10. In a radar system, an automatic tracking apparatus therefor comprising, in combination, a generally planar platform means disposed for rotation about an axis passing through the center thereof perpendicular to the plane of the platform means, a first directive antenna means fixedly mounted onto said platform means and oriented in the direction of a remote target for periodically transmitting and receiving electromagnetic radiation, parasitic antenna means mounted frontally of said first antenna means onto the platform means to effect end-fire reradiation of incident electromagnetic radiation, reflector means mounted onto the platform means adjacent the parasitic means to redirect in the direction of said remote target end-fire reradiation occurring during an interval in which the first antenna means is transmitting, a second directive antenna means mounted onto the platform means and positioned adjacent the parasitic antenna means opposite the reflector means to receive end-fire reradiation occurring during an interval in which reflected electromagnetic radiation is being received from said remote target, a first and second receiver channel means electrically connected to said first and second antenna means, respectively, blocking means rendering said first and second receiver channel means inoperative except during intervals between successive transmission periods, amplitude comparison means jointly responsive to said first and second receiver channel means for developing in the output of said amplitude comparison means a signal proportional to the difference in magnitudes between the reflected radiation and the end-fire reradiation, and servo means responsive to the output of said amplitude comparison means and mechanically coupled with said rotatable platform means, whereby said servo means rotatably drives the platform means to reduce said signal constituting a tracking error signal to a minimum.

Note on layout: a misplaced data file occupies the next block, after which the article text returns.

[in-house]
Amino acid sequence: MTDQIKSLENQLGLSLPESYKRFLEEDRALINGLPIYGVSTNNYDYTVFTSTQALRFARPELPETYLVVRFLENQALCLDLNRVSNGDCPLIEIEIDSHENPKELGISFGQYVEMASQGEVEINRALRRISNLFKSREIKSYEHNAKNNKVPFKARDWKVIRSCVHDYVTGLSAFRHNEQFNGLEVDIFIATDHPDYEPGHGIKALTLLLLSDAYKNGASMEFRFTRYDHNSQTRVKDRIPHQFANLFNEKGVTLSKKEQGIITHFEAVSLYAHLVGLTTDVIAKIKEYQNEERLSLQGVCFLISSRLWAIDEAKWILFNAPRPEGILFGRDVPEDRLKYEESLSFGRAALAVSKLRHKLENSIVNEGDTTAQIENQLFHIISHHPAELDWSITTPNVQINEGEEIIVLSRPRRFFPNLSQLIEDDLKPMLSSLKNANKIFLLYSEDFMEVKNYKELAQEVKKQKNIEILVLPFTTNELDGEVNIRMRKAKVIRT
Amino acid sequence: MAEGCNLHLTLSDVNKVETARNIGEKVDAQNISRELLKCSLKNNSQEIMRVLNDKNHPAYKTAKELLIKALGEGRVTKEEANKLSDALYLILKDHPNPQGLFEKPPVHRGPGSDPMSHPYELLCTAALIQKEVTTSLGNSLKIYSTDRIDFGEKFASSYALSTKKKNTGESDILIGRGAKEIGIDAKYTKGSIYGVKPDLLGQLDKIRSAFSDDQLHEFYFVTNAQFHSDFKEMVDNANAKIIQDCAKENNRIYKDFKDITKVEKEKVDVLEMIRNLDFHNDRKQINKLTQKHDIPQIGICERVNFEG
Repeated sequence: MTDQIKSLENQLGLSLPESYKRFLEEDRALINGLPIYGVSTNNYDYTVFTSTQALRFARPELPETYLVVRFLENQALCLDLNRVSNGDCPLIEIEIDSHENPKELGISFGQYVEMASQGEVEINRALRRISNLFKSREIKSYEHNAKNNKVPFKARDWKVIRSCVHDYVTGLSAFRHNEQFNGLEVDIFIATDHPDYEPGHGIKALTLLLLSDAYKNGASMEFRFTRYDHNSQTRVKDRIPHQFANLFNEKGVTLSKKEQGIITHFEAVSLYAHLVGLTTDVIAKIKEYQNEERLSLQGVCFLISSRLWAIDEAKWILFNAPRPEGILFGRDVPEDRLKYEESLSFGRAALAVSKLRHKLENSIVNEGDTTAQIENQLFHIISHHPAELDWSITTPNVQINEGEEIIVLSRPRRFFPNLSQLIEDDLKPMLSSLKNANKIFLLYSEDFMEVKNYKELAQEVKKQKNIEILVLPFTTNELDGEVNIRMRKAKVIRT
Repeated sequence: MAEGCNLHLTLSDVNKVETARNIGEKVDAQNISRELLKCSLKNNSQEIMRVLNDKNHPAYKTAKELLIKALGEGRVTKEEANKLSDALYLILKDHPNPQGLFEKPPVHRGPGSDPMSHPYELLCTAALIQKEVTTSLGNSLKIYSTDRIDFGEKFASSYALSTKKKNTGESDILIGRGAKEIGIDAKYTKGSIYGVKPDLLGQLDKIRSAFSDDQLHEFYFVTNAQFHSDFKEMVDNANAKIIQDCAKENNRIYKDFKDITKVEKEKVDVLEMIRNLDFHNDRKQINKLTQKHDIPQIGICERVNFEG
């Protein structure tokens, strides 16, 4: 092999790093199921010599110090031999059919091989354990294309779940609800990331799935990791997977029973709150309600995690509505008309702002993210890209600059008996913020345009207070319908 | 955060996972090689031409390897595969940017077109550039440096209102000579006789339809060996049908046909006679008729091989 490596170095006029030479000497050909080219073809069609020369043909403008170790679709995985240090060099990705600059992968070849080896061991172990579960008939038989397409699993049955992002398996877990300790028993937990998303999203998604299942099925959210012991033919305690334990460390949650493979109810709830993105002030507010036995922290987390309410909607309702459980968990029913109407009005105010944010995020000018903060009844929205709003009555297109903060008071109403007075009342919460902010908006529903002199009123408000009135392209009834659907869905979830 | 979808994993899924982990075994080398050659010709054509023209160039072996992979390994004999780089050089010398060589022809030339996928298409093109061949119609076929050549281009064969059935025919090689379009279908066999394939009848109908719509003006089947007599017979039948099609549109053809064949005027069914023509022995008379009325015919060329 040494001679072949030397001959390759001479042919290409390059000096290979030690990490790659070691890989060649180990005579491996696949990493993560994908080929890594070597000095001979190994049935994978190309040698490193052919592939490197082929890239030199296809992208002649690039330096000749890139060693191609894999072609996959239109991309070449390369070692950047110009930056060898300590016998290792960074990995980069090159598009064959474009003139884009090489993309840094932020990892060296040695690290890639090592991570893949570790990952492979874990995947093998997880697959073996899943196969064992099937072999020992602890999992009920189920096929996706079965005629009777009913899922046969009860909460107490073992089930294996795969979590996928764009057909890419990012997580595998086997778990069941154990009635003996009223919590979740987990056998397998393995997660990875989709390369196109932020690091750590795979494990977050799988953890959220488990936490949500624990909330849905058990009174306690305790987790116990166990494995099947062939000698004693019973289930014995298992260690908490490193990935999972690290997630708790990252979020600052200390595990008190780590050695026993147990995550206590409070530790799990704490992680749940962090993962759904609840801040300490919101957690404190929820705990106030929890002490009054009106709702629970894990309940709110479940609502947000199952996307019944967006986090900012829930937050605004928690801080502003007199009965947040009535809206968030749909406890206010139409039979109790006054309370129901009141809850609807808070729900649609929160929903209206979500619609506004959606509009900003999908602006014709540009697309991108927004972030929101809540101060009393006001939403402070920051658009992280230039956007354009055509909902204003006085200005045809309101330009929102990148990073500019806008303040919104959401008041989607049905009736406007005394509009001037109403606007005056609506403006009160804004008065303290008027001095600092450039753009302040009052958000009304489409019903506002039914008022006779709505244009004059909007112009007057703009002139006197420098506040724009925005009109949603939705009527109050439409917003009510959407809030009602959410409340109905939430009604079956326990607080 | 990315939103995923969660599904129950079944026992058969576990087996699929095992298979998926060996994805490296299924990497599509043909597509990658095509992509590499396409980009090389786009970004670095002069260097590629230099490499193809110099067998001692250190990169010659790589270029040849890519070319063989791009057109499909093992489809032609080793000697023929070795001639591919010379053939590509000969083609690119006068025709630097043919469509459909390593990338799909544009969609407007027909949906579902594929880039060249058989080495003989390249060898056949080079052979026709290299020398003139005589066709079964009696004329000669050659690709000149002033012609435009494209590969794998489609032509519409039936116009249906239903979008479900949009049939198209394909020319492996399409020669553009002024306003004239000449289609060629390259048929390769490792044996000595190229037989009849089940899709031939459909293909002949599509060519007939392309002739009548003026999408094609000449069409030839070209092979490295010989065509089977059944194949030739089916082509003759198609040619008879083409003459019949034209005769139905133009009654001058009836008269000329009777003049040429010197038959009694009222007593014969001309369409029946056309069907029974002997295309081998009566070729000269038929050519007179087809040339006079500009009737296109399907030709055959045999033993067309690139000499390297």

11. An automatic tracking radar comprising, means for intermittently producing high frequency electromagnetic energy, a rotatable generally planar platform means disposed for rotation about an axis passing through the center thereof perpendicular to the plane of the platform means, a first directive antenna means fixedly mounted onto said platform means and oriented in the direction of a remote target for periodically transmitting and receiving electromagnetic radiation, parasitic antenna means mounted frontally of said antenna means onto the platform means to effect end-fire reradiation of incident electromagnetic radiation, reflector means mounted onto the platform means adjacent the parasitic antenna means to redirect in the direction of said remote target end-fire reradiation occurring during an interval in which the first antenna means is transmitting, a second directive antenna means mounted onto the platform means and positioned adjacent the parasitic means opposite the reflector means to receive end-fire reradiation occurring during the interval in which reflected electromagnetic radiation is being received from said remote target, first and second receiver channel means electrically connected to said first and second antenna means, respectively, blocking means rendering said first and second receiver channel means inoperative except during intervals between successive transmission periods, signal comparison means jointly responsive to said first and second receiver channel means for developing in the output of said signal comparison means a signal proportional to the difference in magnitude between the reflected energy and the endfire reradiation, ranging and presentation means operably connected to said first receiver channel means, and servo means responsive to the output of said comparison means and mechanically coupled with said platform means, whereby said servo rotatably drives said platform means in a direction to maintain said signal constituting a tracking error signal at a minimum.